Risk Management in New Business Ventures

3081.1.2 : Managing Risk
The graduate utilizes evidence-based techniques to make strategic decisions.
3081.1.3 : Elements of Business Strategy
The graduate applies appropriate business practices to formulate recommendations that impact organizational effectiveness.

Today’s business environment requires competency in managing risk and in selecting a business strategy based on a company’s internal and external analyses. In this task, after reviewing the scenario, you will discuss the market entry risk/reward ratio; analyze the company’s strengths, weaknesses, opportunities, and threats (SWOT); and recommend a business strategy. As you complete the task, think about past projects you may have worked on that required evaluating risks and conducting risk analyses.

A U.S. fishing boat manufacturer is known throughout the United States for its innovative approach to product design, lean manufacturing, and responsive customer service since its start three years ago. The mission statement of the company is “We will provide the most innovative customer-driven design and growth in the industry.” The founders’ ideals for the company are described in the vision statement: “We will be the most sustainable company in the industry.” The company’s ethical statement that guides all conduct and decision-making is “We will make decisions that are sustainable for customers and the environment.”

The company’s founders have created an organizational culture of innovation. They have provided incentives for employees’ creative ideas and created testing laboratories where customers use the products and provide design feedback. The founders have also invited innovators in other industries, such as gaming and information technology, to improve on the designs. The founders have cultivated a company culture in which employees and founders are considered equal partners. The company structure is decentralized, and all employees can access the founders at any time for collaboration, shared decision-making, or relationship building. All company decisions are evaluated by all employees to ensure that everyone is committed to the decisions.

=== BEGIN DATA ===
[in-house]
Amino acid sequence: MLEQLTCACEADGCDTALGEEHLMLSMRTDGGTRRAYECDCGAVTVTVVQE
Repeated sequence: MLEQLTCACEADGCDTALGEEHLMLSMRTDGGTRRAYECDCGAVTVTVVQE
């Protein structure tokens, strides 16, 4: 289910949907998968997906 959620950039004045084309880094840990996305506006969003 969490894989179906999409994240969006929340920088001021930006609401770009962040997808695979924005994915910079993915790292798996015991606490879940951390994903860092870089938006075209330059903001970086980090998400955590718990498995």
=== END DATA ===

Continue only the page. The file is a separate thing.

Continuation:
The company has identified an emerging global market opportunity in India for its products. Successful sales in India could represent a critical moment for the company if the company establishes strategic partnerships that will increase the likelihood of product success. The founders hope to capture profits and market share and expand into other parts of Asia within the first year of selling products in India.

Research indicates market potential for the company’s sales in India because of the importance of the fishing industry in the country. Fishing and aquaculture are primary industries in the coastal regions of India. Economic zones have been established to support the over 14 million people who are an important part of the fishing industry. This industry makes up 1% of the nation’s gross domestic product and 6.56% of global fish exports (Department of Fisheries, 2019).

The company’s goal of the market expansion into India is to be the first foldable fishing boat manufacturer reaching the country. An origami-inspired foldable fishing boat is the company’s most popular product. This boat comes designed as a plastic carrying case that unfolds into the water like an origami paper boat. This boat is suitable for uses in calm water, and the boat can be recycled. The product retails for U.S.$200.

Traditional fishers use nonmechanized boats, which would be ideal for the foldable boat’s entry into the market. Laws and regulations surrounding the use of nonmechanized boats favor importing foldable boats, which would be easy for fishers to carry from home to the water. The business climate in India is open to new partnerships to improve the fishing experience for those who preserve the natural ecosystem with nonmotorized boats. The National Fisheries Development Board (NFDB) promotes the use of natural fishing equipment to reduce disruption to the fishing ecosystem in India (National Fisheries Development Board, n.d.).